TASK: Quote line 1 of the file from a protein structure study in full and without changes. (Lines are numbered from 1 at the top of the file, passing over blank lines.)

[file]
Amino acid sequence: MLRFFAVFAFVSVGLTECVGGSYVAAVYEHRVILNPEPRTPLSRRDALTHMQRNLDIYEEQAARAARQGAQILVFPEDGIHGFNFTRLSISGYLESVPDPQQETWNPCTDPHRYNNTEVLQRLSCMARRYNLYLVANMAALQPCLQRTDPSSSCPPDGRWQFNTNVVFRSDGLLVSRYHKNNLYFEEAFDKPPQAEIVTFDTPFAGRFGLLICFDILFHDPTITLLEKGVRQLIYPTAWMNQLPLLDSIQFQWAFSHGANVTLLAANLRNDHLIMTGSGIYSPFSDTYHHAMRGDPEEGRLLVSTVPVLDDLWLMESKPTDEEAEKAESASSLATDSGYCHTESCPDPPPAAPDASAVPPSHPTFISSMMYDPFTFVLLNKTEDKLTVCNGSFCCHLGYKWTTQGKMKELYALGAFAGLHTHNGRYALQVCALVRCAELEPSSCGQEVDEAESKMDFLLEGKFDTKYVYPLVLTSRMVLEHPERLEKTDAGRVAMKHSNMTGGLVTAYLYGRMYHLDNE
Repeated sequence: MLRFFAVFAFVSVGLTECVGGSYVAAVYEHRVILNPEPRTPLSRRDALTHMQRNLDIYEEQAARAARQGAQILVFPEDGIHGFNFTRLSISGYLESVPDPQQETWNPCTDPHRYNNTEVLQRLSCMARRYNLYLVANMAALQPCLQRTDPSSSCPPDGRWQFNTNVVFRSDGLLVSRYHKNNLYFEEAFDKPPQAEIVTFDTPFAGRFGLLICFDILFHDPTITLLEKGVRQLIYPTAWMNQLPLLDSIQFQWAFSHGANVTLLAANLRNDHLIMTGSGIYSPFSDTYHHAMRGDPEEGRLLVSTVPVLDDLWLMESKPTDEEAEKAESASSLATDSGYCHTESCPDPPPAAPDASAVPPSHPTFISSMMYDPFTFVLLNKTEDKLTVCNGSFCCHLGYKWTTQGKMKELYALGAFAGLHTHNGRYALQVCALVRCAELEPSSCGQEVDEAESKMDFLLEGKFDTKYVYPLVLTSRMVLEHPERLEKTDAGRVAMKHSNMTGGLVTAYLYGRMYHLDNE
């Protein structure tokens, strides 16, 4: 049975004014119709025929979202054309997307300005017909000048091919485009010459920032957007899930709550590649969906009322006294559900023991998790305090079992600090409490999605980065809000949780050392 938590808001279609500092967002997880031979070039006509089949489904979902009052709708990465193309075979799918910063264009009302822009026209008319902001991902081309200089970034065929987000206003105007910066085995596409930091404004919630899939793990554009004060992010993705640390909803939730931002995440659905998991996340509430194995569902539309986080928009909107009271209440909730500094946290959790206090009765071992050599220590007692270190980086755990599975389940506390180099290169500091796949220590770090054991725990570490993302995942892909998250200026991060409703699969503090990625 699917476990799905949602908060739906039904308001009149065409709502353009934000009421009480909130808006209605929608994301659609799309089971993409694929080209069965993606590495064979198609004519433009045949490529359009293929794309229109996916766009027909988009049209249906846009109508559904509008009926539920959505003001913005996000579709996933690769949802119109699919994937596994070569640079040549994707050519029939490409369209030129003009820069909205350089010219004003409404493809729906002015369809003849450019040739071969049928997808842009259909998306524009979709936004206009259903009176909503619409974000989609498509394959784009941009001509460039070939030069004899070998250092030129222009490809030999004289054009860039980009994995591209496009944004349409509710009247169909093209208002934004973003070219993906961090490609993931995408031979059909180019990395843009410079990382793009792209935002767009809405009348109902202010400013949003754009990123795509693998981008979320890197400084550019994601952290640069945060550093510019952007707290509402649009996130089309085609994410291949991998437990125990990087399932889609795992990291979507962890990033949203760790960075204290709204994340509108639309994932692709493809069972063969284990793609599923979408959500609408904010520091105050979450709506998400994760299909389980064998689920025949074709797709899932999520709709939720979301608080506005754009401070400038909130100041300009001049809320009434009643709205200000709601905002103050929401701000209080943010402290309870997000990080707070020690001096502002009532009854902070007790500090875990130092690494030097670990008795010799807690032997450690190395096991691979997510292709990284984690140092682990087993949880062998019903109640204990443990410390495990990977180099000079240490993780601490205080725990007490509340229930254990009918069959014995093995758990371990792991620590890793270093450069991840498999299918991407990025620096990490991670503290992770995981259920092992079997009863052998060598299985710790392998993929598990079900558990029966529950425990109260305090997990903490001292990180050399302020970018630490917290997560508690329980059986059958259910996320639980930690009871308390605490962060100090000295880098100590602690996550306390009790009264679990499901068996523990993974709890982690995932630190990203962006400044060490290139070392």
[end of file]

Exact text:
Amino acid sequence: MLRFFAVFAFVSVGLTECVGGSYVAAVYEHRVILNPEPRTPLSRRDALTHMQRNLDIYEEQAARAARQGAQILVFPEDGIHGFNFTRLSISGYLESVPDPQQETWNPCTDPHRYNNTEVLQRLSCMARRYNLYLVANMAALQPCLQRTDPSSSCPPDGRWQFNTNVVFRSDGLLVSRYHKNNLYFEEAFDKPPQAEIVTFDTPFAGRFGLLICFDILFHDPTITLLEKGVRQLIYPTAWMNQLPLLDSIQFQWAFSHGANVTLLAANLRNDHLIMTGSGIYSPFSDTYHHAMRGDPEEGRLLVSTVPVLDDLWLMESKPTDEEAEKAESASSLATDSGYCHTESCPDPPPAAPDASAVPPSHPTFISSMMYDPFTFVLLNKTEDKLTVCNGSFCCHLGYKWTTQGKMKELYALGAFAGLHTHNGRYALQVCALVRCAELEPSSCGQEVDEAESKMDFLLEGKFDTKYVYPLVLTSRMVLEHPERLEKTDAGRVAMKHSNMTGGLVTAYLYGRMYHLDNE